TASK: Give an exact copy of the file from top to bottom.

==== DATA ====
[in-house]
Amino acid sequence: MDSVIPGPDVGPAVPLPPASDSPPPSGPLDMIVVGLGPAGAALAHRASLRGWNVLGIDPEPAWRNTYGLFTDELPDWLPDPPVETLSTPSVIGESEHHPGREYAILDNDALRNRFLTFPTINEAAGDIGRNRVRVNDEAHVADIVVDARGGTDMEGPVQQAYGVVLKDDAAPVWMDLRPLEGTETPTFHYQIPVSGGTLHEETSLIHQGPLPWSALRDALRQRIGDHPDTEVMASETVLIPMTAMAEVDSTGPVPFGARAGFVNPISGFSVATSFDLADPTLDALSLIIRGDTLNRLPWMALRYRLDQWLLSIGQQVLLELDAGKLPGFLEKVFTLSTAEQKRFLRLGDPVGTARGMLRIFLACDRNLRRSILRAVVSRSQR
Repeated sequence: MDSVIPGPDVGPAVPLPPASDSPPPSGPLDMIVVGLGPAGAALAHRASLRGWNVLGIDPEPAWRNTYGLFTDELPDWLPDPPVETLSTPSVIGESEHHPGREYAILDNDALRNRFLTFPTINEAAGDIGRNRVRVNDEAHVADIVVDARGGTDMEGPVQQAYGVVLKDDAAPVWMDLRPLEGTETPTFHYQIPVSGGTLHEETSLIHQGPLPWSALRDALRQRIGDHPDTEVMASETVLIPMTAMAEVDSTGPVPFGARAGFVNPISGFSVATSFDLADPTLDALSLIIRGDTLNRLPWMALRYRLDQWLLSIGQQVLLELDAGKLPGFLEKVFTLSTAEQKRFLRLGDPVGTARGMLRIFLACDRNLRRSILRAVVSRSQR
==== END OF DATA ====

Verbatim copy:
[in-house]
Amino acid sequence: MDSVIPGPDVGPAVPLPPASDSPPPSGPLDMIVVGLGPAGAALAHRASLRGWNVLGIDPEPAWRNTYGLFTDELPDWLPDPPVETLSTPSVIGESEHHPGREYAILDNDALRNRFLTFPTINEAAGDIGRNRVRVNDEAHVADIVVDARGGTDMEGPVQQAYGVVLKDDAAPVWMDLRPLEGTETPTFHYQIPVSGGTLHEETSLIHQGPLPWSALRDALRQRIGDHPDTEVMASETVLIPMTAMAEVDSTGPVPFGARAGFVNPISGFSVATSFDLADPTLDALSLIIRGDTLNRLPWMALRYRLDQWLLSIGQQVLLELDAGKLPGFLEKVFTLSTAEQKRFLRLGDPVGTARGMLRIFLACDRNLRRSILRAVVSRSQR
Repeated sequence: MDSVIPGPDVGPAVPLPPASDSPPPSGPLDMIVVGLGPAGAALAHRASLRGWNVLGIDPEPAWRNTYGLFTDELPDWLPDPPVETLSTPSVIGESEHHPGREYAILDNDALRNRFLTFPTINEAAGDIGRNRVRVNDEAHVADIVVDARGGTDMEGPVQQAYGVVLKDDAAPVWMDLRPLEGTETPTFHYQIPVSGGTLHEETSLIHQGPLPWSALRDALRQRIGDHPDTEVMASETVLIPMTAMAEVDSTGPVPFGARAGFVNPISGFSVATSFDLADPTLDALSLIIRGDTLNRLPWMALRYRLDQWLLSIGQQVLLELDAGKLPGFLEKVFTLSTAEQKRFLRLGDPVGTARGMLRIFLACDRNLRRSILRAVVSRSQR